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Should companies refuse to hire unemployed candidates?

People who aren’t working shouldn’t be thought of as ‘damaged goods’

By Brian Kreissl

Years ago, conventional wisdom dictated that it was usually better to hire candidates who were currently employed than those who were out of work. While a lot of employers still feel that way, many have begun to recognize that unemployed candidates can often be great hires — sometimes even better than candidates who are employed elsewhere.

People who were out of work were traditionally thought to be “damaged goods.” Even where a candidate had lost her job due to downsizing through no fault of her own, the idea was there must have been something wrong with that person. Otherwise, wouldn't her former employer have chosen someone else to let go instead, or have tried to find a place for her?

There is definitely some logic in that type of thinking. If an employee was a star performer, wouldn’t her employer have moved heaven and earth to retain that individual even after her job was eliminated?

While organizations don’t always have the luxury of being able to create new positions for employees they want to retain, they’re often able to redeploy and retain those people in some capacity if they really want to keep them.

No doubt, many employers over the years subtly or subconsciously overlooked candidates who weren’t currently working. In many ways, it’s just human nature to prefer someone who is still working.

Formal policies against hiring the unemployed

Over the last few years, some employers — mainly in the United States — adopted formal policies against hiring unemployed candidates. A few even began including a statement in their job postings to the effect that unemployed candidates need not apply.

While this kind of thinking may be understandable to a certain extent, I would argue that it’s mean-spirited, wrong-headed and even counterproductive in the long-run. It could also be considered downright discriminatory in some situations.

While it may work in the depths of a recession, artificially narrowing the pool of candidates probably won’t work in a tight labour market. Such a move must also be damaging to an organization’s employer brand because it smacks of elitism and could be seen as kicking people when they’re down.

It may end up even having a negative impact on the company in the product or service market. People have long memories and will often boycott organizations that treated them poorly in the past. And news of negative treatment by a prospective employer can go viral these days within a matter of hours.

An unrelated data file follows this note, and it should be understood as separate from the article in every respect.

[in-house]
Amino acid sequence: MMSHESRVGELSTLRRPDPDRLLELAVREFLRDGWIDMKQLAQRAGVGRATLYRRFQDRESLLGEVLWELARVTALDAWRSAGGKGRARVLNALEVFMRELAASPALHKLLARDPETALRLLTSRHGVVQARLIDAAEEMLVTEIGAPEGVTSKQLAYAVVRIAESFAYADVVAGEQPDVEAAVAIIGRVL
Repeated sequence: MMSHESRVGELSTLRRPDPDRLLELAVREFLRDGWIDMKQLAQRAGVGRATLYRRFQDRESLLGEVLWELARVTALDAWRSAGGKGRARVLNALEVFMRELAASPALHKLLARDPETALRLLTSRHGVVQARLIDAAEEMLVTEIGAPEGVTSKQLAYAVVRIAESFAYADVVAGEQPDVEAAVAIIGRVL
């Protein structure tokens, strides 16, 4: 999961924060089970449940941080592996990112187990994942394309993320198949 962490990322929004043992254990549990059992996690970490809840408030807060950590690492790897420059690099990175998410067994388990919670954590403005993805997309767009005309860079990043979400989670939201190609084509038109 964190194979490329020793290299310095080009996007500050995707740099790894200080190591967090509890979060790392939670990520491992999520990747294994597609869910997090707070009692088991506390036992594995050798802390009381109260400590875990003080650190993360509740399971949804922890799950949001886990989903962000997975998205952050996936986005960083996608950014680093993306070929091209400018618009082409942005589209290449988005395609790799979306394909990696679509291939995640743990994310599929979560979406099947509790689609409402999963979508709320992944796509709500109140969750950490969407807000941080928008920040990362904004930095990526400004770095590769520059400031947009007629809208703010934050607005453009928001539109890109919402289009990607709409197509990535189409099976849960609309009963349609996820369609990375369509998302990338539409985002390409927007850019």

Another factor to consider is that a lot of good people lost their jobs through the last few recessions, and because of that many employers are beginning to understand that unemployed candidates shouldn't be thought of as pariahs. The sheer scale of layoffs often meant that even top performers couldn’t escape layoffs. Some even voluntarily took packages believing they would easily find work elsewhere.

Refusing to hire unemployed candidates is also likely to make it even harder for those folks to land a job and cause them to join the ranks of the long-term unemployed. It’s a vicious circle – once someone has been out of work for six months or longer, it becomes even harder to find work.

Advantages to hiring unemployed candidates

I recently read an article that argued unemployed candidates often take time to refresh their skills and keep up to date with what’s going on in the industry. They’re also frequently more enthusiastic about starting a new job and are more loyal to their new employer when they finally do get hired.

It’s also true that an individual who is employed elsewhere and is ready to jump ship may not be the most loyal or best performing employee. And there are certain advantages to hiring someone who isn’t currently working – namely that the person is generally available to start right away and may be willing to work for slightly less than someone who is employed elsewhere.

I even believe the tables may be turning to some extent and a few employers are starting to be suspicious of jobseekers who are already working. I believe there could be some negativity surrounding candidates who are actively “pounding the pavement” looking for work.

There’s also the feeling – particularly when times are tough – that people who are working are lucky to have a job and there may be a preference for giving someone who’s unemployed a chance.

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Brian Kreissl

Brian Kreissl is the product development manager for Thomson Reuters Legal Canada's human resources, OH&S, payroll and records retention products and solutions.
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